20 Rocky and Keppel schools to go green with solar panels
BERSERKER State School has been selected for a roll out of solar panels to be installed on roofs across Queensland schools.
Not only will the solar cut down power costs and the carbon footprint, it will also support the region's local economy through jobs.
The State Government announced yesterday they will spend $97 million over three years to help Queensland schools cut their combined power bill by about 20 percent.
The Advancing Clean Energy Schools (ACES program) will deliver energy efficiency and big savings for about 800 state schools, saving an estimated $10.2 million.
Queensland state schools are among the government's largest energy users, with an annual energy bill of more than $50 million.
The first phase of the program this year will include up to 30 schools in each of the Department of Education's seven regions with Berserker State School selected for Capricornia.
The program will see an investment of $40 million in solar photovoltaic systems and $57 million on making schools more energy efficient.
Member for Keppel and Assistant Education Minister Brittany Lauga and Member for Rockhampton Barry O'Rouke met with Berserker State School's acting principal, Mandy Rankins, yesterday to announce the funding.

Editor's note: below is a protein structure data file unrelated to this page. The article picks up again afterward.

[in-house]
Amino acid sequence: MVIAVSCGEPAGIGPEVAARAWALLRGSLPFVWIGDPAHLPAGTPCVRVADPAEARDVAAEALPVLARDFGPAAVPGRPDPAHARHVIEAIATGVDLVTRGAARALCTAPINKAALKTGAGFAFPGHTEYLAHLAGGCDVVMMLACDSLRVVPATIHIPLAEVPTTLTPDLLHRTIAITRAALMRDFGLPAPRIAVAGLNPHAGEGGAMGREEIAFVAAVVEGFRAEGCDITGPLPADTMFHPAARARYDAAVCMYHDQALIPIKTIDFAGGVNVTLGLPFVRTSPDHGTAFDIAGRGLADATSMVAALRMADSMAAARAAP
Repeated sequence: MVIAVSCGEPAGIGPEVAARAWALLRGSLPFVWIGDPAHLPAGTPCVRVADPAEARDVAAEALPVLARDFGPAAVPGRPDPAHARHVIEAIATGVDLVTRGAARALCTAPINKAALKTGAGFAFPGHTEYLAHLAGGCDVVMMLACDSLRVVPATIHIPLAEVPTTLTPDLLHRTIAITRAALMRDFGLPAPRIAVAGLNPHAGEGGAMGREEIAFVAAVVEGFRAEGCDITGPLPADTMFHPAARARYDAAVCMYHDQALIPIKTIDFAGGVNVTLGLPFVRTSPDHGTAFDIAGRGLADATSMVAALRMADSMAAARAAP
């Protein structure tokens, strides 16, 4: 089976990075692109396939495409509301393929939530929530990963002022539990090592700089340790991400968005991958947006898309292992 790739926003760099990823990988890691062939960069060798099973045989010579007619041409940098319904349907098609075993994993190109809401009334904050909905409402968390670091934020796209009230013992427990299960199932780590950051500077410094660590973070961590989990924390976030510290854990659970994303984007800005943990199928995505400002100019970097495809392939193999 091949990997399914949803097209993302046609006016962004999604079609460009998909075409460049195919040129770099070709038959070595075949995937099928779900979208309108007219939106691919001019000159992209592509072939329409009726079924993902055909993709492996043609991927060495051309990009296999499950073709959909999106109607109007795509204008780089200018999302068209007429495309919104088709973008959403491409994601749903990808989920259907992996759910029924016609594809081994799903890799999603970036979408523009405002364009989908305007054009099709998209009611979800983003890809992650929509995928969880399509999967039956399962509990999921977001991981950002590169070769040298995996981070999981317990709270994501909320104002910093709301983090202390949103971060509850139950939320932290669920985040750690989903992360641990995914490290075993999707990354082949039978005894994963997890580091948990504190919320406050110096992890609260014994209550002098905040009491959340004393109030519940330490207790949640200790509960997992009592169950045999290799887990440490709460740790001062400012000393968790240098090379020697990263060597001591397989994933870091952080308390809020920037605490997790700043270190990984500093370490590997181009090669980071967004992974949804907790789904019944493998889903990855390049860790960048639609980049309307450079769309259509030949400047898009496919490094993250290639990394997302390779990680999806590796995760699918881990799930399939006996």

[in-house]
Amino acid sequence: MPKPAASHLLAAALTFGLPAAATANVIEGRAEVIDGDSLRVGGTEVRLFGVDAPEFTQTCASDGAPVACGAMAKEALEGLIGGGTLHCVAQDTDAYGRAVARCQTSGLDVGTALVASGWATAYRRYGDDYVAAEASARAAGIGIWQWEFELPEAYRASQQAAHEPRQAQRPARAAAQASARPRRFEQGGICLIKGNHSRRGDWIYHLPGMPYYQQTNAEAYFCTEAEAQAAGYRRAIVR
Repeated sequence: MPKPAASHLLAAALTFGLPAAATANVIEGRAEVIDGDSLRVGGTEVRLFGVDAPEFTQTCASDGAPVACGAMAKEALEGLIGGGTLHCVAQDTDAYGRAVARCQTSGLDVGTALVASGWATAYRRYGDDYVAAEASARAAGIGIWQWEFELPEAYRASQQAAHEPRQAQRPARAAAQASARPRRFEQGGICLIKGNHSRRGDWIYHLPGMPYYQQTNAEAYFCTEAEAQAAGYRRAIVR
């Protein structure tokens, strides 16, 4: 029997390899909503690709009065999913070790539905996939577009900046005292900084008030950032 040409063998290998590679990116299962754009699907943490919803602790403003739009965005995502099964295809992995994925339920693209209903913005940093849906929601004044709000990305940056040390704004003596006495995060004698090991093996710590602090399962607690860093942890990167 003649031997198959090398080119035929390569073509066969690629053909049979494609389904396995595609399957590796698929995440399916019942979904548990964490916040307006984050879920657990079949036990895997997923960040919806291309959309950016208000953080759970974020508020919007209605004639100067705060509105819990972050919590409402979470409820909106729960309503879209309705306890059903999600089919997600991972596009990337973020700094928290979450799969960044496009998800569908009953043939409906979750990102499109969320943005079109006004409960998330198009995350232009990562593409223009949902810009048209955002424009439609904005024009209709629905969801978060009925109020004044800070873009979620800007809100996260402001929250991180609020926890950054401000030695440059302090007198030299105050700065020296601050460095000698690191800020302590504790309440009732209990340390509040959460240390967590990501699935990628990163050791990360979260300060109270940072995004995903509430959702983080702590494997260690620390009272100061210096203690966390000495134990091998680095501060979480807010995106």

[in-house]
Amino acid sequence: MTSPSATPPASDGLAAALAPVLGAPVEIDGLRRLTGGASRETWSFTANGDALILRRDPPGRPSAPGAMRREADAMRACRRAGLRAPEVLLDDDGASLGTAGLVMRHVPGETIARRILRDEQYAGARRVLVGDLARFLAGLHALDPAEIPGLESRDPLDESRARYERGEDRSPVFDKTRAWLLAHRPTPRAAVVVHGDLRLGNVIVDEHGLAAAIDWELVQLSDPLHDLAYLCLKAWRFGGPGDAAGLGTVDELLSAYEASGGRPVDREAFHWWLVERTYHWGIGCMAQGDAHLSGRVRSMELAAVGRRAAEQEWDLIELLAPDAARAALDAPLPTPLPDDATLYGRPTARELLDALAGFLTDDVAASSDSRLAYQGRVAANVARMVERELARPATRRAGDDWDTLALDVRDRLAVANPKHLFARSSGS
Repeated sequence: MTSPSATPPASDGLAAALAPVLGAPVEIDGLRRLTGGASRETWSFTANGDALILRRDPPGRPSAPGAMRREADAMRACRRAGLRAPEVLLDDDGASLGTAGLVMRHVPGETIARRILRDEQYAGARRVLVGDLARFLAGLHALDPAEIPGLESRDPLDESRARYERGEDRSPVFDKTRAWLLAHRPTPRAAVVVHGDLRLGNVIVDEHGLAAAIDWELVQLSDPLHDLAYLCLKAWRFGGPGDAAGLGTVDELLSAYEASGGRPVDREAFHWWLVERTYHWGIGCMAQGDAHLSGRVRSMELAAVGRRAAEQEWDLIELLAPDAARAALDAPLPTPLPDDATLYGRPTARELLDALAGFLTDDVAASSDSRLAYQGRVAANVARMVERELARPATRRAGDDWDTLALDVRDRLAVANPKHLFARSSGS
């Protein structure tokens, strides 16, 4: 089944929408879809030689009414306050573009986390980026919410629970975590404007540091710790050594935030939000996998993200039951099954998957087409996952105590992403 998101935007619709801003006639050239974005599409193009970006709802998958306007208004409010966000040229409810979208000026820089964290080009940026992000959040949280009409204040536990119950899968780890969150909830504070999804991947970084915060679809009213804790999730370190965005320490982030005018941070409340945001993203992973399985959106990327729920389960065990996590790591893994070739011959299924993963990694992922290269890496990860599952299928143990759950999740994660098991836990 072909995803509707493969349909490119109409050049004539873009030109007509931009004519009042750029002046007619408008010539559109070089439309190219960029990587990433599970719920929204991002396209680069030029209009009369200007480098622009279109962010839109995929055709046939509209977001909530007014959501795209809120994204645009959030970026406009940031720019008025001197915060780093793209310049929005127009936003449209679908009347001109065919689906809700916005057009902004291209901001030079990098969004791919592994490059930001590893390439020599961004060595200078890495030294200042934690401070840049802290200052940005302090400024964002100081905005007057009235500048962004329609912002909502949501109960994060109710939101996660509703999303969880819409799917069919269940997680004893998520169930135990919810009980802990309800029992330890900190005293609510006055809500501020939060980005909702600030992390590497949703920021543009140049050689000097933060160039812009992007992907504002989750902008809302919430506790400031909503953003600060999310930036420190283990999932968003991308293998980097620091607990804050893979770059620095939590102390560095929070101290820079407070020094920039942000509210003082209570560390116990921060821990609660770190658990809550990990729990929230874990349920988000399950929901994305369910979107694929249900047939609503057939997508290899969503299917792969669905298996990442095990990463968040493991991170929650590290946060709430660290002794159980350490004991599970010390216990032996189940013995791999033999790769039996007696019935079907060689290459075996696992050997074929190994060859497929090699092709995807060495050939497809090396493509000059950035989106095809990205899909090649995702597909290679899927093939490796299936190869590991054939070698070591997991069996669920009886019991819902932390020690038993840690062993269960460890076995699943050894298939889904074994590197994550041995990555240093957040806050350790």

Ms Lauga said 20 schools in Rockhampton and Keppel have been included for the ACES program.
"This will be a wonderful way in which schools can save money on their electricity costs,” she said.
"We know schools spend around $10 million on electricity across Queensland each and every year.
"So these solar panels will help save much-needed, very important dollars that are being spent, that can be reinvested back into resources, capital works and expanding this program into the future.”
Ms Lauga enthusiastically detailed how the program would be "use local suppliers wherever possible.”
"Not only will this program help schools save money on their electricity bills but it will also help grow jobs and our local economy by way of local businesses being able to participate in this program,” she said.
Mr O'Rouke said the project was "a great commitment.”
"The advances in technology are allowing state schools to actually invest in this and we are seeing a significant reductions in those ongoing costs across the state,” he said,
"It's all about creating jobs and getting on with it.”
The program is expected to roll out as soon as possible with tenders open in the coming months.
"The size of the panels and the priority of the roll out of that is based on school numbers, current costs and also current infrastructure, work that is due on those properties,” Mr O'Rourke said.